Beneficiaries hit by £111m IHT bill for ‘gifts gone wrong’
25 January 2018
Beneficiaries were hit by an extra £111m in Inheritance Tax bills last year, after HMRC picked on technical mistakes made in 400 cases where gifts were made to loved ones, says Wilsons, the private client law firm.
Mistakes can arise when the person making a gift keeps some benefit for themselves – so-called ‘gifts with reservation of benefit’. For example, an individual might give a property to their adult children but continue to live there – hence retaining a benefit.
Wilsons says it is easy for individuals to be caught out by the complex rules surrounding gifts. In many cases, individuals will make gifts while retaining some benefit from the asset being given, without realising it will incur a substantial IHT bill.
If made properly, it is possible for a gift to be exempt from all IHT. Usually, property or other high-value gifts are exempt from IHT, as long as the individual survives for seven years after making the gift, or they pay for any benefit they receive from the property they give away.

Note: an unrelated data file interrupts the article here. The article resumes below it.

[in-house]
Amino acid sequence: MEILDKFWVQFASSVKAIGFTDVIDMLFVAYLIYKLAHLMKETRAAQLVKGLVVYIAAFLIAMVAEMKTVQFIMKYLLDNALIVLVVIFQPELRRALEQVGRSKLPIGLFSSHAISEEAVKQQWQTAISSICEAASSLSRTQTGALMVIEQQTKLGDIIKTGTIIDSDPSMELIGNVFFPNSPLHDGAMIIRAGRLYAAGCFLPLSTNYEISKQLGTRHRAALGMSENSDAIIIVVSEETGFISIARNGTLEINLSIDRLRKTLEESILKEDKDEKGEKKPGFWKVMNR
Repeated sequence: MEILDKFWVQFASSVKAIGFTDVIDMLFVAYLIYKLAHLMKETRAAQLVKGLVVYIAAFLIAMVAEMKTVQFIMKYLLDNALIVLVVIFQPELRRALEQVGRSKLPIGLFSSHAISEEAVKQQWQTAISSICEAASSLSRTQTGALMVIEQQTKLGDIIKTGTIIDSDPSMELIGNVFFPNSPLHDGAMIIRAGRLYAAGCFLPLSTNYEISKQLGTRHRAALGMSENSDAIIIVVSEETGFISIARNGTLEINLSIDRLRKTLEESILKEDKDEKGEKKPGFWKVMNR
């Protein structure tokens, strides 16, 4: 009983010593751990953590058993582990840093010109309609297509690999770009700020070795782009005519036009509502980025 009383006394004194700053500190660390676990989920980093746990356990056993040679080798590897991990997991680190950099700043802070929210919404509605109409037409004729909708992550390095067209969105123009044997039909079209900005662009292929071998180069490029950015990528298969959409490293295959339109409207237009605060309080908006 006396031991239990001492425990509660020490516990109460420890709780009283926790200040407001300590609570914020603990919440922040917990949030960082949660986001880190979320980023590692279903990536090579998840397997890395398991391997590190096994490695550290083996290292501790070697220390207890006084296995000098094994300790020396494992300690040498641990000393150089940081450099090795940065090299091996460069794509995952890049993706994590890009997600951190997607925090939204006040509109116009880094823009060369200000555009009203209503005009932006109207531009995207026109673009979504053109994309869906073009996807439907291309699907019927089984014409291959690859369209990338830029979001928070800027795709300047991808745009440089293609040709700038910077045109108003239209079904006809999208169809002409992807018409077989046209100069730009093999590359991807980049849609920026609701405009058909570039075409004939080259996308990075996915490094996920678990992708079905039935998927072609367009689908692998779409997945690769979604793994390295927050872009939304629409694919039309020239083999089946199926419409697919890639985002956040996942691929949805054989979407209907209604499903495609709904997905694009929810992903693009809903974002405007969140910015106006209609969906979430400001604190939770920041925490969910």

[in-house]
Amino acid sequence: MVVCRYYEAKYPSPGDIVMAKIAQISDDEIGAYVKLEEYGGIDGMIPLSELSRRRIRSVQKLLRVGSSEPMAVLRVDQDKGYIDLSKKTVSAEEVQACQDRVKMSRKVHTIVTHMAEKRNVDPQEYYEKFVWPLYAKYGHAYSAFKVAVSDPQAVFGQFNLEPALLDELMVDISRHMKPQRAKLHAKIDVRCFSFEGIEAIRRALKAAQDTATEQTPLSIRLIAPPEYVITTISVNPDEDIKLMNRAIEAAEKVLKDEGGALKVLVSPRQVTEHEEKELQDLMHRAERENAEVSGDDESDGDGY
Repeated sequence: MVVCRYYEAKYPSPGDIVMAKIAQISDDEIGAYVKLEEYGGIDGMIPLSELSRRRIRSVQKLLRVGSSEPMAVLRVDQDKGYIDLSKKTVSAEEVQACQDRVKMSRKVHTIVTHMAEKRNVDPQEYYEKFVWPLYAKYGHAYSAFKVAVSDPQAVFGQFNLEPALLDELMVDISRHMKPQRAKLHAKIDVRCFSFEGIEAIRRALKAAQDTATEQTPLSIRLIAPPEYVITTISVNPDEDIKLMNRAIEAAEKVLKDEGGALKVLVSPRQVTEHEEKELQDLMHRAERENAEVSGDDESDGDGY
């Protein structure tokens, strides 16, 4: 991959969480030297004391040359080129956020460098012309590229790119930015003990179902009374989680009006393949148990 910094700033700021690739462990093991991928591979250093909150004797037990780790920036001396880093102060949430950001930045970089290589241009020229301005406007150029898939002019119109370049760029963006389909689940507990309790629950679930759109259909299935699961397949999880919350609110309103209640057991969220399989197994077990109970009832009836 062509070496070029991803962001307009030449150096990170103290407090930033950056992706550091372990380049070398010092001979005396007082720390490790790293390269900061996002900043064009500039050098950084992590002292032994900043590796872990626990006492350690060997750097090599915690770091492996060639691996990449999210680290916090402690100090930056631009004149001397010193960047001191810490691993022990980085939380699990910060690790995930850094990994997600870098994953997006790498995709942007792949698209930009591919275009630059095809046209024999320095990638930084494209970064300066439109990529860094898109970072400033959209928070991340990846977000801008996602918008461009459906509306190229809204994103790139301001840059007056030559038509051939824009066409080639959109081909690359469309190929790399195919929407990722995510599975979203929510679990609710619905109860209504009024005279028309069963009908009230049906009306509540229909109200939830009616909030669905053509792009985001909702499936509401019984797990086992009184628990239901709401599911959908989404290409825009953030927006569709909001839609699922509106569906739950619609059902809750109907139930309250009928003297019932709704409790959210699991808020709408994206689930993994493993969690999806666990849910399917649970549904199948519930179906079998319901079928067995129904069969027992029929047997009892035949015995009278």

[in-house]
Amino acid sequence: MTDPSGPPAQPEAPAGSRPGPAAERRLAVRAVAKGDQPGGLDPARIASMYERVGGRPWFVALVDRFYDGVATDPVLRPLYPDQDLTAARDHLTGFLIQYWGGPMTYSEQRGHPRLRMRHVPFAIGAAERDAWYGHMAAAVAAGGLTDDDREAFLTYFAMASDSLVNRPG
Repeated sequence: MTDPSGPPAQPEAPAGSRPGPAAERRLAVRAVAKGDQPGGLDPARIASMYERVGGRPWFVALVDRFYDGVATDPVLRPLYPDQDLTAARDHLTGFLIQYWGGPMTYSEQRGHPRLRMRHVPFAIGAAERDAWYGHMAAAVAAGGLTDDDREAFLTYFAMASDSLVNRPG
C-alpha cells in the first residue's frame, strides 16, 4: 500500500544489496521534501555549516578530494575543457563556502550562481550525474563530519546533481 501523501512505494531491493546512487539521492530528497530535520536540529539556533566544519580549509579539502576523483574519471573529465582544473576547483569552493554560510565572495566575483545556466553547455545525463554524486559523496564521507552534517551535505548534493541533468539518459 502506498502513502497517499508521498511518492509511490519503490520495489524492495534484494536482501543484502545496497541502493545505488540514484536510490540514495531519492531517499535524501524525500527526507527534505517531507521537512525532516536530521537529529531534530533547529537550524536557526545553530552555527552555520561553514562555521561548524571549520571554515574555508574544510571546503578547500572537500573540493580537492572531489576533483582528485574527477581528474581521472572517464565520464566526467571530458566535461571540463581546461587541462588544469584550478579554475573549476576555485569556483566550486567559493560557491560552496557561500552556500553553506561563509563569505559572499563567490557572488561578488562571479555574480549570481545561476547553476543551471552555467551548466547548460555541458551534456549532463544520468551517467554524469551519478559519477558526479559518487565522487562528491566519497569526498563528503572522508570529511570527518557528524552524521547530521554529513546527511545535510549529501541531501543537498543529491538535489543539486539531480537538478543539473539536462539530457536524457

However, gifts with reservation of benefit are always liable for inheritance tax, and cannot be exempt. The value of the gift will still form part of the donor’s estate for IHT purposes after death, and will be taxed accordingly.
Wilsons says that in many cases, it is better for parents simply to downsize their home and give children a cash sum, rather than giving a property incorrectly which can give rise to a substantial tax bill.
Rupert Wilkinson, Partner at Wilsons, says: “Hundreds of people are falling into the gift with reservation trap every year, and their heirs are hit with an unexpected IHT charge as a result.”
“The last thing most parents want is to land their children with an unexpected and unaffordable IHT bill after they’ve gone. In many cases, the recipient of the gift will actually be forced to sell the property anyway, in order to pay the IHT.”
“People are continuing to pay a very high price for making simple, easily avoidable mistakes when making gifts. It is very important for those considering gifts to the next generation to take professional advice. The complex tax rules on giving while reserving a benefit can have unforeseen, expensive and upsetting implications.”